This is usually the best cost-benefit, transfers cost only €5 and run from early in the morning to late in the night. The buses are comfortable and offer AC, they pick you up at the Linate airport and drop you off at Milano Centrale or you can also do the other way around. To book your Linate airport transfer click here.


As I said, taxis are not recommended, they are usually way too expensive and it is not worth the price, however, if you prefer to take a taxi, it will cost you around €30.

Bergamo Airport

The third-busiest airport in Italy is Bergamo Airport, also known as “Il Caravaggio Airport”. Bergamo Airport is also the smallest of the three.

🧳 Luggage Storage: Located in the P1 parking. It costs €5 per luggage per day.


There is no metro or train directly to Bergamo Airport, so your public transportation option is to take the Terravision Bus, it is also the cheapest way to get to and from Milan city center. A one-way ticket will cost you €10 while a round ticket costs €18.


A good option is to take the Transfer bus, which costs only €10 the round ticket and departs from the airport to the city center and vice versa. The buses are very comfortable and offer AC, as always. If you want to book a transfer from Bergamo Airport to Milano Centrale click here.


As always the most expensive option, taxis have a fixed price of € 100, so not worth the price, really.

What To Do on a Long Layover in Milan

Duomo di Milano

This iconic Gothic Cathedral of Milan is also known as the Cathedral of Santa Maria Nascente. It is one of the biggest churches in the world holding up to 40,000 people!

It took 6 centuries to finish the building. The construction began by the orders of Archbishop Antonio da Saluzzo in the 14th century, but the Duomo only received its famous façade in 1805, to the coronation of Napoleon Bonaparte, who was crowned King of Italy at the Duomo. The final details of the cathedral though, were only added in 1965, and the project was officially finished on 6 January 1965.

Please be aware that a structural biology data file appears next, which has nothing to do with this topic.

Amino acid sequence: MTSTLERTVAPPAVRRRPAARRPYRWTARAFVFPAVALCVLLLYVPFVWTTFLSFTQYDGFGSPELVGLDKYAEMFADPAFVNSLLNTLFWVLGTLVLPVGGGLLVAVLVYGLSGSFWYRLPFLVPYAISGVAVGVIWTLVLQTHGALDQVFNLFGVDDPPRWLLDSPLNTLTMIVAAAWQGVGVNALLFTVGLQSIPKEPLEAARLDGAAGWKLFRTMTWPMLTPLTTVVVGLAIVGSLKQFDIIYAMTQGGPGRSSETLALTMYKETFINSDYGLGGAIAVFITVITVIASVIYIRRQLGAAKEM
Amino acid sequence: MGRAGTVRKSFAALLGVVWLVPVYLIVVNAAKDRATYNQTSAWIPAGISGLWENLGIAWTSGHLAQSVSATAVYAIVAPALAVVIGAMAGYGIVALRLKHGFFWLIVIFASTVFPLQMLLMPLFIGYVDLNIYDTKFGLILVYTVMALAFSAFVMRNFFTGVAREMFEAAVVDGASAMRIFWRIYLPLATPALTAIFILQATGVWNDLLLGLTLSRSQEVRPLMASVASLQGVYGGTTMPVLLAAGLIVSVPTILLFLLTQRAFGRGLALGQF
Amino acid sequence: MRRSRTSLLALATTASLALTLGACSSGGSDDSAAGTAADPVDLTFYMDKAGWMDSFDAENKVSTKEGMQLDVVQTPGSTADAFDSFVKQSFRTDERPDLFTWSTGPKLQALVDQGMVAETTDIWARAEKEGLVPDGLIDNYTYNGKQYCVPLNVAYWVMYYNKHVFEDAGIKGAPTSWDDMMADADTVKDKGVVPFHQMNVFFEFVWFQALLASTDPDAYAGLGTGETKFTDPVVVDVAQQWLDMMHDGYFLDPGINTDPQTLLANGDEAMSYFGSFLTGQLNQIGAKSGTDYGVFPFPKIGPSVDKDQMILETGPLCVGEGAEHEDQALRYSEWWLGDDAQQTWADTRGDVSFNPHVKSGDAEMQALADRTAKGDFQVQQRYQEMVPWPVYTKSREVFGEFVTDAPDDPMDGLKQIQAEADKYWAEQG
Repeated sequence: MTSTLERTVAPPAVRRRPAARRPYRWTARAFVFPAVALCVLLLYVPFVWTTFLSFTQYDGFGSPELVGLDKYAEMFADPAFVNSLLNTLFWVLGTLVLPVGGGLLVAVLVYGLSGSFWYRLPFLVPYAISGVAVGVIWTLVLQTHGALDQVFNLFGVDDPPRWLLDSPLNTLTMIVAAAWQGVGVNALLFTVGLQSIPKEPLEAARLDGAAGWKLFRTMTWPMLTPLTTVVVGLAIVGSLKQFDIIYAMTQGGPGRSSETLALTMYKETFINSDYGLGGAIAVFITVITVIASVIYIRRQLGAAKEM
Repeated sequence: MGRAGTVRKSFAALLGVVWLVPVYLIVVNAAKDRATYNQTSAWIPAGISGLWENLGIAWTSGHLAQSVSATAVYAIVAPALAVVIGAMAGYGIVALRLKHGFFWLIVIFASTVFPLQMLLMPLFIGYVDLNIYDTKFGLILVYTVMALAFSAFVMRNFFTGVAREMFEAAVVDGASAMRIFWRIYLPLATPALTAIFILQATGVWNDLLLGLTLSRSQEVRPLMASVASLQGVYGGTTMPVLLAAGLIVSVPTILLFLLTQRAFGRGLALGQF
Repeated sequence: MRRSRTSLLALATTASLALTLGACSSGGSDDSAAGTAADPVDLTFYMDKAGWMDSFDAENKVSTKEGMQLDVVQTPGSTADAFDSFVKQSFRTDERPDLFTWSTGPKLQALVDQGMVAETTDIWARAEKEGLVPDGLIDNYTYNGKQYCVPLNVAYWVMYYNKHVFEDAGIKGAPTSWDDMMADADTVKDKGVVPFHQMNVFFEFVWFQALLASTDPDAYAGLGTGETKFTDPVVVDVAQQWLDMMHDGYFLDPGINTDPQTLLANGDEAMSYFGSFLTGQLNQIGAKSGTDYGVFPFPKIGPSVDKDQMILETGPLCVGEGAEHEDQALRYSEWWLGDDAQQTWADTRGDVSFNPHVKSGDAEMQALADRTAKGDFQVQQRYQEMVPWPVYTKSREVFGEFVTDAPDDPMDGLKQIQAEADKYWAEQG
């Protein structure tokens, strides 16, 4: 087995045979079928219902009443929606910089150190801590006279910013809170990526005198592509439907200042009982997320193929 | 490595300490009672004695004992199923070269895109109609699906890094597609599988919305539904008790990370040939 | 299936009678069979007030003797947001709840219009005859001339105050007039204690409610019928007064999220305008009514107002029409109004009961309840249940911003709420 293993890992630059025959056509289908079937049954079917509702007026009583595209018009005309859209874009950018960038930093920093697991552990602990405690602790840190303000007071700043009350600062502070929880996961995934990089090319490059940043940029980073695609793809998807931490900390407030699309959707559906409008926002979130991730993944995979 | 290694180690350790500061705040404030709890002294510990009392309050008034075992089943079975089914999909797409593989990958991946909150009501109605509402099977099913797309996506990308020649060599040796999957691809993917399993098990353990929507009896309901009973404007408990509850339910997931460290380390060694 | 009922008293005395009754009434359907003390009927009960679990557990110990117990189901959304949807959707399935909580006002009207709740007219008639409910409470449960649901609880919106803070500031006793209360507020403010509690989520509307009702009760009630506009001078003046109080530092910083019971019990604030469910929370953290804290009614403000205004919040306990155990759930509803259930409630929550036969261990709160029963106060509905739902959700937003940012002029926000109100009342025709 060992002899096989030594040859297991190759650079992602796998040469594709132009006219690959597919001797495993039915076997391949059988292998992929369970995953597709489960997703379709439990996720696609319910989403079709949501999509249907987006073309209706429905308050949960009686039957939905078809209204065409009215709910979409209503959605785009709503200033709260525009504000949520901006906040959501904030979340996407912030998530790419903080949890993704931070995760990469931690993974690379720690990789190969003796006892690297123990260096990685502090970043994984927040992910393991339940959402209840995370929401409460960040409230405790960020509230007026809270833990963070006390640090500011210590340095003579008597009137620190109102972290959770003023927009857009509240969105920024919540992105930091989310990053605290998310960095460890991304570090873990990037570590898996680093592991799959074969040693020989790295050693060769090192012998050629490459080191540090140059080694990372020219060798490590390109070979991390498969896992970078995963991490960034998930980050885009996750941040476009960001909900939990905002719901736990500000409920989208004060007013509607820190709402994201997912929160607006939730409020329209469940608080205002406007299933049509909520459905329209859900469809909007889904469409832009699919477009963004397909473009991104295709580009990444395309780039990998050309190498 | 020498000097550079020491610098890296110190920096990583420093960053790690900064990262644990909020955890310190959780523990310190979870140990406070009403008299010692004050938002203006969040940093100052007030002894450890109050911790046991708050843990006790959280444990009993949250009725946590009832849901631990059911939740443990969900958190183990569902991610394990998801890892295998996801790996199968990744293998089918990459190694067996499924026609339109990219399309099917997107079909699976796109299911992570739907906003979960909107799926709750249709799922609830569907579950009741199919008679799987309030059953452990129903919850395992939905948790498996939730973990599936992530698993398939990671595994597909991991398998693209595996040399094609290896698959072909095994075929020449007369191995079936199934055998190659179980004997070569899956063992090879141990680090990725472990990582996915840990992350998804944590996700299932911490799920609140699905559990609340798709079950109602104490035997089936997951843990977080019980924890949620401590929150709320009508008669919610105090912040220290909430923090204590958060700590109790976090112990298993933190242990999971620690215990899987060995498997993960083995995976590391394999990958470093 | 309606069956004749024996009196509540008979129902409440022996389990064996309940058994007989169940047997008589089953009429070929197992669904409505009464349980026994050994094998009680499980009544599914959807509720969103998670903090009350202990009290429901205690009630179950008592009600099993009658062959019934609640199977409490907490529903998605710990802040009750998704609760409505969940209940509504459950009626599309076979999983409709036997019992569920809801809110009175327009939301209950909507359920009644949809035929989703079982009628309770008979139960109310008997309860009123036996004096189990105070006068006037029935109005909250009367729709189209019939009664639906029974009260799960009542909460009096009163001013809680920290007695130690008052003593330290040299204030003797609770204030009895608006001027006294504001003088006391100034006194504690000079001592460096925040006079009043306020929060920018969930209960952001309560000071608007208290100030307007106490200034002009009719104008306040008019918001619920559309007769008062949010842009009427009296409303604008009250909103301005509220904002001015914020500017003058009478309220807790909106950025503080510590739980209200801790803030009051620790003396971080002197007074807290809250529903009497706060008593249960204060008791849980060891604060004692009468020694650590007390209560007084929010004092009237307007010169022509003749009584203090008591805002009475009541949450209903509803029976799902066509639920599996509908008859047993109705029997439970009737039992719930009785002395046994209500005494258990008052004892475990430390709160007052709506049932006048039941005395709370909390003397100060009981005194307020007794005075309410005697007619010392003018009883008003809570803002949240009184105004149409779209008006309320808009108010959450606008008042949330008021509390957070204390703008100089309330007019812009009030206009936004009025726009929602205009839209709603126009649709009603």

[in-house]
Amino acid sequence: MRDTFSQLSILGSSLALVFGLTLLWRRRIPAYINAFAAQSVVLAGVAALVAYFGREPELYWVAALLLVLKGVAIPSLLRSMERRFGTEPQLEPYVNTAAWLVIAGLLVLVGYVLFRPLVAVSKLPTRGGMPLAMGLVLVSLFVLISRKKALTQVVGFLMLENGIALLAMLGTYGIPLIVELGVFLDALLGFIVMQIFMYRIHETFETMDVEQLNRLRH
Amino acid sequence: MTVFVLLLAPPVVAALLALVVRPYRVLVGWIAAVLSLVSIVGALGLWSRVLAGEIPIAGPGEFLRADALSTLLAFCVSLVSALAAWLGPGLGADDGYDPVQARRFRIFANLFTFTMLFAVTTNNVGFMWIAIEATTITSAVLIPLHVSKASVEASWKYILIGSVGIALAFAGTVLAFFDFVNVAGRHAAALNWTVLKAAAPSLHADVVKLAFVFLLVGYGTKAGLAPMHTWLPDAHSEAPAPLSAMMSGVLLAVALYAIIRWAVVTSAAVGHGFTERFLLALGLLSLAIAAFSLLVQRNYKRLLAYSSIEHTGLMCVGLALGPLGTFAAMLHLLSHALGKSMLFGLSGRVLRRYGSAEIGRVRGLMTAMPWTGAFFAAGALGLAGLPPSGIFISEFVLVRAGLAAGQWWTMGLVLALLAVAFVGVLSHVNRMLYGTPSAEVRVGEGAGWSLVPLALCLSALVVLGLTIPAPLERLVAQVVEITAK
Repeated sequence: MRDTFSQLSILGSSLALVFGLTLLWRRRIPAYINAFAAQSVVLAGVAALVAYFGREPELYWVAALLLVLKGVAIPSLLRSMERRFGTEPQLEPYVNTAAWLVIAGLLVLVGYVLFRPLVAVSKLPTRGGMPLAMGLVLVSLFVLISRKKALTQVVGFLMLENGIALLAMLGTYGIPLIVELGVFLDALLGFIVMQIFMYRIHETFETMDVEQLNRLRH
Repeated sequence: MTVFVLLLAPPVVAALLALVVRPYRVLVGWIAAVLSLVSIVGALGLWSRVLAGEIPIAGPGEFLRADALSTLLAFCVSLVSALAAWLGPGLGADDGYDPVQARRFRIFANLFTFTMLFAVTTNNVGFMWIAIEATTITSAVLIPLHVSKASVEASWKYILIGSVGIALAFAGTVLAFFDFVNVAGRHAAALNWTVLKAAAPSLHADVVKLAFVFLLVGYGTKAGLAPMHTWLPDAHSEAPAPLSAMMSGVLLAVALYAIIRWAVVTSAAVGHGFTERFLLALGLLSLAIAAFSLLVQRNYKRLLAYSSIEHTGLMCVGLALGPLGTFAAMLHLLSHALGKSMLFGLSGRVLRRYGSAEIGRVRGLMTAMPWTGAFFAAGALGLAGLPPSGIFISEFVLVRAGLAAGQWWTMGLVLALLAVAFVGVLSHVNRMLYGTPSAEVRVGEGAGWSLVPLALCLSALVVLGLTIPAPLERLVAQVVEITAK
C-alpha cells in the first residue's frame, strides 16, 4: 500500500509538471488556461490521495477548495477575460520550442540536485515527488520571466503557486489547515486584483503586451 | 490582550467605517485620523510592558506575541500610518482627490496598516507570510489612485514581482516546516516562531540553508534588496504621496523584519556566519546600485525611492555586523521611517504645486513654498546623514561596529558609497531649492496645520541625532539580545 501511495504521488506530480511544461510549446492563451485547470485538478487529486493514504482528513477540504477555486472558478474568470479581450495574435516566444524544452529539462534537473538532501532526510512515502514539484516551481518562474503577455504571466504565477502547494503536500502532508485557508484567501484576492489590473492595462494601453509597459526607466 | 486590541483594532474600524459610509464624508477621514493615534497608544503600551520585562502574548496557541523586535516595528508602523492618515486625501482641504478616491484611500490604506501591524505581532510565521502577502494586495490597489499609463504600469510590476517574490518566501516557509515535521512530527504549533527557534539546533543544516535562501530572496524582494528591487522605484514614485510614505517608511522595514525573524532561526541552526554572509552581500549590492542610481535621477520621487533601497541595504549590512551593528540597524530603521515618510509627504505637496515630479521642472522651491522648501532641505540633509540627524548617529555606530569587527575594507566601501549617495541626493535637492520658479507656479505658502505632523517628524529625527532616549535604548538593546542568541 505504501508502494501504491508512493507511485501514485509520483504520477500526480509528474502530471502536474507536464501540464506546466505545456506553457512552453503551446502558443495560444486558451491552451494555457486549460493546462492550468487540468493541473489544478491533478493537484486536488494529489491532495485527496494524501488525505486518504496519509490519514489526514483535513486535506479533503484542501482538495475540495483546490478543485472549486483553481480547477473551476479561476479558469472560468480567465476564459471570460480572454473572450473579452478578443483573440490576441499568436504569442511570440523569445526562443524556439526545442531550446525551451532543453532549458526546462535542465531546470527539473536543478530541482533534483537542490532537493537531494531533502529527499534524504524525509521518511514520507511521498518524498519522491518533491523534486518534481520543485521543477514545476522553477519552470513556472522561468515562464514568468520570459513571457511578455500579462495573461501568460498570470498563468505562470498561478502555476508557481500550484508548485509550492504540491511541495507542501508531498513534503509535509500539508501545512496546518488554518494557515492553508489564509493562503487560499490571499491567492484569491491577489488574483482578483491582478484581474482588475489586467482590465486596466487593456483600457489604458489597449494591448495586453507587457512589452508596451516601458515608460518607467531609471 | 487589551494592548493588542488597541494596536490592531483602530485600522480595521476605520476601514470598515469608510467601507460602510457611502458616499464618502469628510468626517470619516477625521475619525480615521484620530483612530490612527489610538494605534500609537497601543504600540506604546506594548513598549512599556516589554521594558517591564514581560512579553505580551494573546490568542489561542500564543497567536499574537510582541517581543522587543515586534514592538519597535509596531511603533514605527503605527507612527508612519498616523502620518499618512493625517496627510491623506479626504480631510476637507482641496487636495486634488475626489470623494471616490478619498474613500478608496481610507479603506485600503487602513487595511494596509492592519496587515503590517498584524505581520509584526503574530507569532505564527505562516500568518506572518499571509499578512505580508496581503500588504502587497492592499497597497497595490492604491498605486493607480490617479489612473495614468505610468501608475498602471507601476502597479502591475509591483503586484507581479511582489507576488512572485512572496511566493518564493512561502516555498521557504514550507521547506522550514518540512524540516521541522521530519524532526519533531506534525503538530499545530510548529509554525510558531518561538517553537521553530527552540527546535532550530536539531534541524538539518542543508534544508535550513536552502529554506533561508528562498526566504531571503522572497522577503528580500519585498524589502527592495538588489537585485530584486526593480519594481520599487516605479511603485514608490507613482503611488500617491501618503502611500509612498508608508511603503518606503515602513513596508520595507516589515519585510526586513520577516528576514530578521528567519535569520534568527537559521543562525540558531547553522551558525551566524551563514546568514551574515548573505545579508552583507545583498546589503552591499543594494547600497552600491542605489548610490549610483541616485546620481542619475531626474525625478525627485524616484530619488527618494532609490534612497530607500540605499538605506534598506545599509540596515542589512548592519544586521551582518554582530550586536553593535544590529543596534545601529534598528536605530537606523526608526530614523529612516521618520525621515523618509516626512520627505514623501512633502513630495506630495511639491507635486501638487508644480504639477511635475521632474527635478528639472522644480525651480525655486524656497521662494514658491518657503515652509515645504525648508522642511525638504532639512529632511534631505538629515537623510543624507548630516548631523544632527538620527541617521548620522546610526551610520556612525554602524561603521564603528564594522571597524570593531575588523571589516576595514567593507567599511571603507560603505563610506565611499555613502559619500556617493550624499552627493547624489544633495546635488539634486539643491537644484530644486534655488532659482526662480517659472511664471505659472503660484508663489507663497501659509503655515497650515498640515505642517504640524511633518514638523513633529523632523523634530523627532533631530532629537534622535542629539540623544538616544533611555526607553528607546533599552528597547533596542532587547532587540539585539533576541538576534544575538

From the outside what calls attention is the 135 carved pinnacles that adorn the rooftop of the Cathedral, alongside its 2,245 marble statues. Inside though, it is not less magnificent. The Duomo’s 52 massive pillars do make an impression, combined with the stained-glass windows dating back to the 15th and 16th centuries. 

Among the highlights that deserve attention to anybody visiting the Duomo di Milano are the bronze candelabrum by Nicholas of Verdum, the 16th-century tomb of Gian Giacomo Medici, and the jeweled gold reliquary of San Carlo Borromeo.

For those looking for a 360 view of Milan, I recommend ascending to the rooftop of the Duomo di Milano, from there, have a beautiful panoramic view of the city, and on clear days you can see as far as the Alps. 

If you wish to visit the Duomo di Milano, I suggest getting a skip-the-line ticket to the Duomo and rooftop visit, which saves you time during your trip.

Galleria Vittorio Emanuele II

That’s what we can call a fancy Gallery. Vittorio Emanuelle Gallery is located in the Piazza del Duomo, the same square of the Duomo di Milano. It is the oldest shopping in Italy. 

Inside it, you will find famous brands as well as traditional shops, such as the Campari Bar, Caffè Ristorante Biffi (that has been here since the inauguration of the Galleria Vittorio Emanuelle II in 1867), Bocca Bookshop, and the famous Savini restaurant. The shopping also includes a seven-star Hotel: Town House Galleria. 

Visiting the Vittorio Emanuelle Gallery don’t forget to admire the roof, it is made of iron and glass, one of the first times glass was used for a project this big, in Europe. The floor is also well adorned, with paintings representing the zodiac signs. 

Sforza Castle

This stunning fortification was built in the 15th century by the Duke of Milan, Francesco Sforza, hence the name of the castle, however, its location has been used for fortification and military purposes since Roman times. Later in the 16th and 17th it was renovated and enlarged, each turning Castello Sforzesco into one of the biggest citadels in Europe. 

Nowadays, the castle houses the Musei del Castello Sforzesco, a series of museums, and art collections. One of the highlights of the museums is the Pietà Rondanini which is Michelangelo’s last masterpiece, the sculpture used to adorn Palazzo Rondanini in Rome but was brought here in 1953. 

Besides the museums, the castle also counts with a park, that used to be the garden of the Duke of Milan, later a military training ground, and now is open to the public.